When it comes to pricing your freelance services, I hear the same things from both seasoned and new freelancers.
“How should I price my services?”
My advice to you is to ask a simple question…
Do you want to be looked at as the Walmart or Rolls Royce of your industry?
Walmart is a very successful company no doubt, but they choose to compete on price and bargain deals.
Rolls Royce on the other hand is another very successful company that chooses to price itself significantly higher, and cater to a specific audience.
One has to do tons of advertising, and the other rarely does any advertising. (When was the last time you saw a Rolls Royce TV commercial?)
Choosing Your Path
Ok, ok, so how does this apply to freelancing?
If you choose to be the Walmart of your industry, there is nothing wrong with that. Just keep in mind you will need to fight a constant battle of pricing the lowest, while also doing more and more projects to cover your bills and lifestyle. It can quickly become a hamster wheel of never ending low prices and endless work hours.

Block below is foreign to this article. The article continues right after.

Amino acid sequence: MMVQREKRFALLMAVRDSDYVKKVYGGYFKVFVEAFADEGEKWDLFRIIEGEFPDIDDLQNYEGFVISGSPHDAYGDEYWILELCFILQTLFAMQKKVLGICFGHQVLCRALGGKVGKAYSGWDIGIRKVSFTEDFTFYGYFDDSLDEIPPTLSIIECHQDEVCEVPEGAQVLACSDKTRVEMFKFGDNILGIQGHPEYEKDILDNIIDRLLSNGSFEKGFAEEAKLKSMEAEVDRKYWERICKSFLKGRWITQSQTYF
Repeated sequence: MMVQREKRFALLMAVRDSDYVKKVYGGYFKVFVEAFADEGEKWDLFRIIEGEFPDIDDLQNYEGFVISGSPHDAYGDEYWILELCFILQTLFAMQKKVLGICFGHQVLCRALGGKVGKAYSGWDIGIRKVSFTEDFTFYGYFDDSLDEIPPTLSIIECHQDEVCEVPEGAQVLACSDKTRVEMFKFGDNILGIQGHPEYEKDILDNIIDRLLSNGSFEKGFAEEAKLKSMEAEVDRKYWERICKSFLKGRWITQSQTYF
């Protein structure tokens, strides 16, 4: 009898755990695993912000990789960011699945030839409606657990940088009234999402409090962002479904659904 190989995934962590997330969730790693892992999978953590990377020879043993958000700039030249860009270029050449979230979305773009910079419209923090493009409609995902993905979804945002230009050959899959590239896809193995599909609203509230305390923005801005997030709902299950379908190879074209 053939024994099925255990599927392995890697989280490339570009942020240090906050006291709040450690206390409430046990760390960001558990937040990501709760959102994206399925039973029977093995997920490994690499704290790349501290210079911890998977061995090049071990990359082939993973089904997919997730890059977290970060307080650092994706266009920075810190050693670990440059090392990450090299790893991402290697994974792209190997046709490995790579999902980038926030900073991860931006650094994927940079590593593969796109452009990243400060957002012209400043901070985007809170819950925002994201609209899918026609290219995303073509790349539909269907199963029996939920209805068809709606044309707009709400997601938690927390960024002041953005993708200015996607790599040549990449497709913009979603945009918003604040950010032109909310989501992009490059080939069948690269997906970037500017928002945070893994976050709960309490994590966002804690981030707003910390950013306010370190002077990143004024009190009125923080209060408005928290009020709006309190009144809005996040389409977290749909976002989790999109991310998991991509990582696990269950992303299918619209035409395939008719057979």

If you choose to be Rolls Royce, you get the luxury of picking your clients, taking on less projects, and also earning a significantly larger income per project.
Most freelance creatives and professionals choose the Walmart strategy. They focus on what other freelancers are charging and try to compete on price and features. This is especially common on freelancing sites where bidding is necessary.
Their mantra is “I will do more than X for only $XXX.XX!”
The Rolls Royce crowd of freelancers have figured out something different though.
They are able to ignore the competition completely, and price 10 times higher. Instead, their mantra is, “If I can serve you as a client, solving your problem will cost $XX,XXX.XX.”
The difference is in your choice, and how you position yourself from the start as a server versus a seller.
Even if you are just beginning as a freelancer, you can start right away to position yourself as a Rolls Royce instead of Walmart by choosing particular projects that align with where you want to be.
As long as you price based on value and not by “features” you can quickly double your freelancing rates.
If you are already using the Walmart strategy and would like to switch, there’s good news – you can! The main problem you run into is being willing to let go of old clients that expect the higher prices.
You can fix this by simply emailing them to tell them you’ve decided to take a different course with your freelancing career or business. You’re doing this to better serve your clients and would love to welcome them in your new journey if they choose. Be clear that your pricing will change and you will be delivering more value in return.
Of course you should definitely deliver that value 🙂
So what will you choose?